A unique live cinematic and musical event, Tales from the Gimli Hospital: Reframed pairs acclaimed filmmaker Guy Maddin’s classic first feature film with a live performance—directed by Maddin himself—of a new score created by composer Matthew Patton, a superstar group of Icelandic musicians, acclaimed Seattle-based musical collective Aono Jikken Ensemble, and live electronics engineer Paul Corley. A cult sensation when it was released theatrically in 1988, the original Tales from the Gimli Hospital tells the dreamlike, elliptical story of the jealousy and madness instilled in two men sharing a hospital room in a remote Canadian village. The film first propelled Maddin to international prominence, becoming a success on the midnight movie circuit, and is now being completely transformed by this brand new performance.
Xavier Le Roy's premise begins with a study of the expressive "choreography" of Sir Simon Rattle's conducting style, which Le Roy used as the structure for an evening-length performance of Sacre du Printemps. Le Roy recreated and elaborated on the conductor's movements on stage using the documentary film "Rhythm is It!," which features Rattle conducting "The Rite of Spring" by Igor Stravinsky. The piece was performed by Le Roy, accompanied by an audio playback arrangement which isolates each instrument in the orchestra and created the sensation that each audience member could be a musician in the orchestra, therein turning audience into virtual orchestra and dancer into "conductor."
Eyebeam and PERFORMA05, in association with HIGHBROW, co-presented Screen Play by visual artist and composer Christian Marclay, consisting of a video and three live musical ensembles. Marclay created the video to serve as a score to be interpreted live by a series of invited ensembles.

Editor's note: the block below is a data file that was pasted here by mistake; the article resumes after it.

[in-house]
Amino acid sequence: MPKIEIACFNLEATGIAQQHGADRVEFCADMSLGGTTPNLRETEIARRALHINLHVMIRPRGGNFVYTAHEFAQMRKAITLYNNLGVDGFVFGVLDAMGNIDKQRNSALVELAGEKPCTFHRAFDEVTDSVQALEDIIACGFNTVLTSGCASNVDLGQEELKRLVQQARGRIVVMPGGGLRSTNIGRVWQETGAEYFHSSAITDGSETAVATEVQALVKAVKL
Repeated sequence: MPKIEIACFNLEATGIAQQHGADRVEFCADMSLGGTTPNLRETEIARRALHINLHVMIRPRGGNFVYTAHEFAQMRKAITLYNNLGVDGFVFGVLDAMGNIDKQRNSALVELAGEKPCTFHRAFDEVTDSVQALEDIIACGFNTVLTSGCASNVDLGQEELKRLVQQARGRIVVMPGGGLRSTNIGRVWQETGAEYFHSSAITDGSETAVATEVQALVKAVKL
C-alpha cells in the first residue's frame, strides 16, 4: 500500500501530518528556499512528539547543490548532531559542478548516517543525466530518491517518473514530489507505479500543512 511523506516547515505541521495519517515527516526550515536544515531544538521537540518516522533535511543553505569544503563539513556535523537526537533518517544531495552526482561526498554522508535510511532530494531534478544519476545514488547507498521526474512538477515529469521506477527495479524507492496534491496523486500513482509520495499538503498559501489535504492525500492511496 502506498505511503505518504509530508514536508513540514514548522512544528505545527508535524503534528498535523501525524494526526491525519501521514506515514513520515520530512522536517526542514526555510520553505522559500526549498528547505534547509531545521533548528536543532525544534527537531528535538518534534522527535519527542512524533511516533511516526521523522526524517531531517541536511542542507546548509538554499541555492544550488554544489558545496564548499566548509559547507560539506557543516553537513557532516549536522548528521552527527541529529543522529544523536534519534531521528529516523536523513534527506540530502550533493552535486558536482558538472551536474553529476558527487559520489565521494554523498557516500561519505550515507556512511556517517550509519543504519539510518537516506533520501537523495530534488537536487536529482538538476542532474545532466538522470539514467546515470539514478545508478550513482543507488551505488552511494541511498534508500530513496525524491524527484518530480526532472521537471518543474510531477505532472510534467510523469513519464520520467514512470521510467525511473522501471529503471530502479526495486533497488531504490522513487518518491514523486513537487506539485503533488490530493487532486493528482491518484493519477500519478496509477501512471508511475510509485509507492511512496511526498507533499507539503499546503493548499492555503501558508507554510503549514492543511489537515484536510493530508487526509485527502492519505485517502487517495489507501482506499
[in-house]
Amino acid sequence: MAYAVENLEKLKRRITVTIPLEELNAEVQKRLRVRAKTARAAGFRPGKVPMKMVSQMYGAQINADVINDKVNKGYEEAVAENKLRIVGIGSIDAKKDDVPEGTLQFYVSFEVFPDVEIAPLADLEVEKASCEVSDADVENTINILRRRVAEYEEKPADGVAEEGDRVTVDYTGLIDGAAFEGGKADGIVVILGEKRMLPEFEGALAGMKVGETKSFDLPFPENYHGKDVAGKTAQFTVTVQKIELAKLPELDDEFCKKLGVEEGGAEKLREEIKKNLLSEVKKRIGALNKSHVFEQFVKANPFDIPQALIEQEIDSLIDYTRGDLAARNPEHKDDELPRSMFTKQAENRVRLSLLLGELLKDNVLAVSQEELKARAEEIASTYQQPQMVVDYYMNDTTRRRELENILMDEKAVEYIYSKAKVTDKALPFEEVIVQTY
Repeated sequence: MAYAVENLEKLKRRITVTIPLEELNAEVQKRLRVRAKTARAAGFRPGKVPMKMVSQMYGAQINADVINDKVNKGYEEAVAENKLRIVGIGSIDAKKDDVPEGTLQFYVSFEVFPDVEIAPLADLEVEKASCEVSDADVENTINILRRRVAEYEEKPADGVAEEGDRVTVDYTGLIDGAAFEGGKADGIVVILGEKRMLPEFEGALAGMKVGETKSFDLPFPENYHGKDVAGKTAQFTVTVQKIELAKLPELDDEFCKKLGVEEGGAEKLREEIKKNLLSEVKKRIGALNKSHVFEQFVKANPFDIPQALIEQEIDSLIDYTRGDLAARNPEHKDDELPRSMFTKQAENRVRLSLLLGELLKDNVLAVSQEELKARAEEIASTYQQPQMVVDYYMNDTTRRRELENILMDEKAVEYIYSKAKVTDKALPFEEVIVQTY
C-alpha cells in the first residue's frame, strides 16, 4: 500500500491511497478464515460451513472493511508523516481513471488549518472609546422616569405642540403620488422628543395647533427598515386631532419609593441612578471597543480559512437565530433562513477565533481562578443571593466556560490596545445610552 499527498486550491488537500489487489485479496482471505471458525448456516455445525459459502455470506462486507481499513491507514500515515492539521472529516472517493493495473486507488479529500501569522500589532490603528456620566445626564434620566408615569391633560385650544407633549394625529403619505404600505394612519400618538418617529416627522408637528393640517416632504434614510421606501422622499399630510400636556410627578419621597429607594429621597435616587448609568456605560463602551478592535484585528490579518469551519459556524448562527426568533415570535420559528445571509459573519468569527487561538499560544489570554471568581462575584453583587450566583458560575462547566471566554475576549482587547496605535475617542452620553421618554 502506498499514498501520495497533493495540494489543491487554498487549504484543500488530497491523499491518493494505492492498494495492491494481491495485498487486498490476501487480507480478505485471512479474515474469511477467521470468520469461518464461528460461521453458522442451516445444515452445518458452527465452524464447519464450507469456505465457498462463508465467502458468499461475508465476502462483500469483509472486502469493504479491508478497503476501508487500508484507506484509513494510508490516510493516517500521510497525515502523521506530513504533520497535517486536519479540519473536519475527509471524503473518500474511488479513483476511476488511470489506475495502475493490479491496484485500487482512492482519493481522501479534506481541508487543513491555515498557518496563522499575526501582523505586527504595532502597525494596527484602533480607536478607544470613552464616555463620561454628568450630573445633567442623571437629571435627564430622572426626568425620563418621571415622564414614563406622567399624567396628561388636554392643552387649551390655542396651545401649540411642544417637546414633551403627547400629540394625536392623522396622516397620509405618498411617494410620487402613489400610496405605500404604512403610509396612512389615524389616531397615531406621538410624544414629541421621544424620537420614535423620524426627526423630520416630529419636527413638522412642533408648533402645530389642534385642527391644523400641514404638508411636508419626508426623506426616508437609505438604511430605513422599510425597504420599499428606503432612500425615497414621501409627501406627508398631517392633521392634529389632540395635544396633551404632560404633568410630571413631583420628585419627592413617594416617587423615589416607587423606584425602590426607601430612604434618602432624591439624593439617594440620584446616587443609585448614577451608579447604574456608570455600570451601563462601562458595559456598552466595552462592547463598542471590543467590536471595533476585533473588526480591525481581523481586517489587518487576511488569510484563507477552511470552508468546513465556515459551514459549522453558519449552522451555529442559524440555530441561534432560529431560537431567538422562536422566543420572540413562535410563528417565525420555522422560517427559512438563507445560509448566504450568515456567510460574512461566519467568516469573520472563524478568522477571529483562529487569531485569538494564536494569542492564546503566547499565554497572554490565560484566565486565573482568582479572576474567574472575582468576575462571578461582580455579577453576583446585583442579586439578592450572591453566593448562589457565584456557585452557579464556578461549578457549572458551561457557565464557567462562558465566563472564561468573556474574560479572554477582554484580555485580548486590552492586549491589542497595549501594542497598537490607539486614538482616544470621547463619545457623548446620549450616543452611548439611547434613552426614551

Marclay was the recipient of the 2005 Moving Image Commission, creating the video score Screen Play in Eyebeam’s Production Studios. The projected element of Screen Play is a combination of found film footage overlaid with computer animation. Marclay chose footage suggesting certain visual rhythms and emotions, which he then worked to accentuate or underscore elements with overlapping computer graphics. The resulting video—reminiscent at moments of a silent film and at others of a flight simulator—becomes the visual score for musicians to interpret live.
HIGHBROW is very proud to be a sponsor of The Tournées Festival, a program of FACE, which aims to bring contemporary French cinema to American college and university campuses. The program distributes over $200,000 in grants annually to encourage schools to begin their own self-sustaining French film festivals. The Tournées Festival has partnered with more than 300 universities, making it possible for more than 450,000 students to discover French-language films.
The festival offers a wide variety of films that represent the best of contemporary French cinema. The films span generational and geographic borders, offer a range of genres and subjects, and showcase innovations in both style and storytelling. There are films by first-time directors alongside those from respected and revered fixtures in French cinema.
The Ohmies is an interactive musical health and wellness brand for children three to five years old.
Through The Ohmies, preschoolers will interact with a musical adventure based on a curriculum focusing on movement/physical activity, emotional development and social development. Children will learn to identify their feelings, make friends, resolve conflicts, get along with their siblings, and to deal with anxiety. Moreover, The Ohmies will focus on movement (and physical activity) as another basis for a healthy lifestyle.
The series features Penny Butterfly (age 7) and her little brother, Poogle Caterpillar (age 4), two spirited, fun-loving creatures who live in Ohmland and allow their curiosity to send them off on adventures. On every adventure, Penny and Poogle gain skills central to preschoolers, learning about themselves and the world around them. These skills will focus on helping preschoolers to develop positive skills for health and well-being.